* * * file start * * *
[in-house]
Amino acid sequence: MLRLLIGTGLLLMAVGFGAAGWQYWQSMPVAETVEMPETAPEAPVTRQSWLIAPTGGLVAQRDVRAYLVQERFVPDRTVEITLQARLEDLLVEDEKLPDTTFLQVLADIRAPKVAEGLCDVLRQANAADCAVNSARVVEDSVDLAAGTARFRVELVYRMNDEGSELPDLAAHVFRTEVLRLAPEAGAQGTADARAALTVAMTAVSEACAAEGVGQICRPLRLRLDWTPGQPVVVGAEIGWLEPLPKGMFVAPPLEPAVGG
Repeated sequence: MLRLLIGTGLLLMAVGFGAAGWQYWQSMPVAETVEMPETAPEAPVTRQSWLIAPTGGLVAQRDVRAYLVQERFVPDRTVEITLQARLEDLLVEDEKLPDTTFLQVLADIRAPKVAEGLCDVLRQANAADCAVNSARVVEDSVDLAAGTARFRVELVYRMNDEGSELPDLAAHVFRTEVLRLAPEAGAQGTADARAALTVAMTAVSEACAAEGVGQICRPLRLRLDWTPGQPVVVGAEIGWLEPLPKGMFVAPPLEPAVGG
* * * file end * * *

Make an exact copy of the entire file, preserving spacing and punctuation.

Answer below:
[in-house]
Amino acid sequence: MLRLLIGTGLLLMAVGFGAAGWQYWQSMPVAETVEMPETAPEAPVTRQSWLIAPTGGLVAQRDVRAYLVQERFVPDRTVEITLQARLEDLLVEDEKLPDTTFLQVLADIRAPKVAEGLCDVLRQANAADCAVNSARVVEDSVDLAAGTARFRVELVYRMNDEGSELPDLAAHVFRTEVLRLAPEAGAQGTADARAALTVAMTAVSEACAAEGVGQICRPLRLRLDWTPGQPVVVGAEIGWLEPLPKGMFVAPPLEPAVGG
Repeated sequence: MLRLLIGTGLLLMAVGFGAAGWQYWQSMPVAETVEMPETAPEAPVTRQSWLIAPTGGLVAQRDVRAYLVQERFVPDRTVEITLQARLEDLLVEDEKLPDTTFLQVLADIRAPKVAEGLCDVLRQANAADCAVNSARVVEDSVDLAAGTARFRVELVYRMNDEGSELPDLAAHVFRTEVLRLAPEAGAQGTADARAALTVAMTAVSEACAAEGVGQICRPLRLRLDWTPGQPVVVGAEIGWLEPLPKGMFVAPPLEPAVGG